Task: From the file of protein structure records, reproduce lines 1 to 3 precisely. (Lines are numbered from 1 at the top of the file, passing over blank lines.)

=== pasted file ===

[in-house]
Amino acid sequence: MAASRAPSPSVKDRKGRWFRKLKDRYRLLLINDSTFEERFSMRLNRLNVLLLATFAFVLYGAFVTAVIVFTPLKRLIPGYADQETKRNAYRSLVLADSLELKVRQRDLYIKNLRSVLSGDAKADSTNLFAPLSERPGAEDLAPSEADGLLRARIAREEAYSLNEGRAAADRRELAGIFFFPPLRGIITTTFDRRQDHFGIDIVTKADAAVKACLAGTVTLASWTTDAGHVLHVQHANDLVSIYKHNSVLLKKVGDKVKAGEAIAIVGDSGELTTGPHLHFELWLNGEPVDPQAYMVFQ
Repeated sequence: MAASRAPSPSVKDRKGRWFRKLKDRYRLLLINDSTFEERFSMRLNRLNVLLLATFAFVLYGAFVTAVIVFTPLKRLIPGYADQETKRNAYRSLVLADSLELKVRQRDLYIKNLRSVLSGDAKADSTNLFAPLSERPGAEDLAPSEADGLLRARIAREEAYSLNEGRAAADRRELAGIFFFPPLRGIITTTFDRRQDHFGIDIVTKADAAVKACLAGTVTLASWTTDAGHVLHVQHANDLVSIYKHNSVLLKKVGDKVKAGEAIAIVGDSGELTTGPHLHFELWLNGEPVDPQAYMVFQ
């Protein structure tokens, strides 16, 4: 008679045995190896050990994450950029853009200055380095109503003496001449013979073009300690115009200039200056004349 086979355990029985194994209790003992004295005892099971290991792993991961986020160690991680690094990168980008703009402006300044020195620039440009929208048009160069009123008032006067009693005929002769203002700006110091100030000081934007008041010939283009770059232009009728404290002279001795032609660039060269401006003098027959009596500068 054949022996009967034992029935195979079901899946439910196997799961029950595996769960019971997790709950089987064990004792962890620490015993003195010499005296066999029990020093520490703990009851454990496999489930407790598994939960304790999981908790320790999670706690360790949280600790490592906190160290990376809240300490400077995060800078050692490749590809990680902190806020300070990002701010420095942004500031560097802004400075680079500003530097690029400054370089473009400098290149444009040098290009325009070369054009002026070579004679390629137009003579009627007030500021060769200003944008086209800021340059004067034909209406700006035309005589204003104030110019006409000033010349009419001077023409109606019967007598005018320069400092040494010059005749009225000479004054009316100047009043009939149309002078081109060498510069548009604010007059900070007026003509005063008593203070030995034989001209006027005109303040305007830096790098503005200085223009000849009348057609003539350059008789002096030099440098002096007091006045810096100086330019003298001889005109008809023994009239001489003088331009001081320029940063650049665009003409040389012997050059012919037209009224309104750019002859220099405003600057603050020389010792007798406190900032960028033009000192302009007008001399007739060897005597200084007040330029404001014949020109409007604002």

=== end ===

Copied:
[in-house]
Amino acid sequence: MAASRAPSPSVKDRKGRWFRKLKDRYRLLLINDSTFEERFSMRLNRLNVLLLATFAFVLYGAFVTAVIVFTPLKRLIPGYADQETKRNAYRSLVLADSLELKVRQRDLYIKNLRSVLSGDAKADSTNLFAPLSERPGAEDLAPSEADGLLRARIAREEAYSLNEGRAAADRRELAGIFFFPPLRGIITTTFDRRQDHFGIDIVTKADAAVKACLAGTVTLASWTTDAGHVLHVQHANDLVSIYKHNSVLLKKVGDKVKAGEAIAIVGDSGELTTGPHLHFELWLNGEPVDPQAYMVFQ
Repeated sequence: MAASRAPSPSVKDRKGRWFRKLKDRYRLLLINDSTFEERFSMRLNRLNVLLLATFAFVLYGAFVTAVIVFTPLKRLIPGYADQETKRNAYRSLVLADSLELKVRQRDLYIKNLRSVLSGDAKADSTNLFAPLSERPGAEDLAPSEADGLLRARIAREEAYSLNEGRAAADRRELAGIFFFPPLRGIITTTFDRRQDHFGIDIVTKADAAVKACLAGTVTLASWTTDAGHVLHVQHANDLVSIYKHNSVLLKKVGDKVKAGEAIAIVGDSGELTTGPHLHFELWLNGEPVDPQAYMVFQ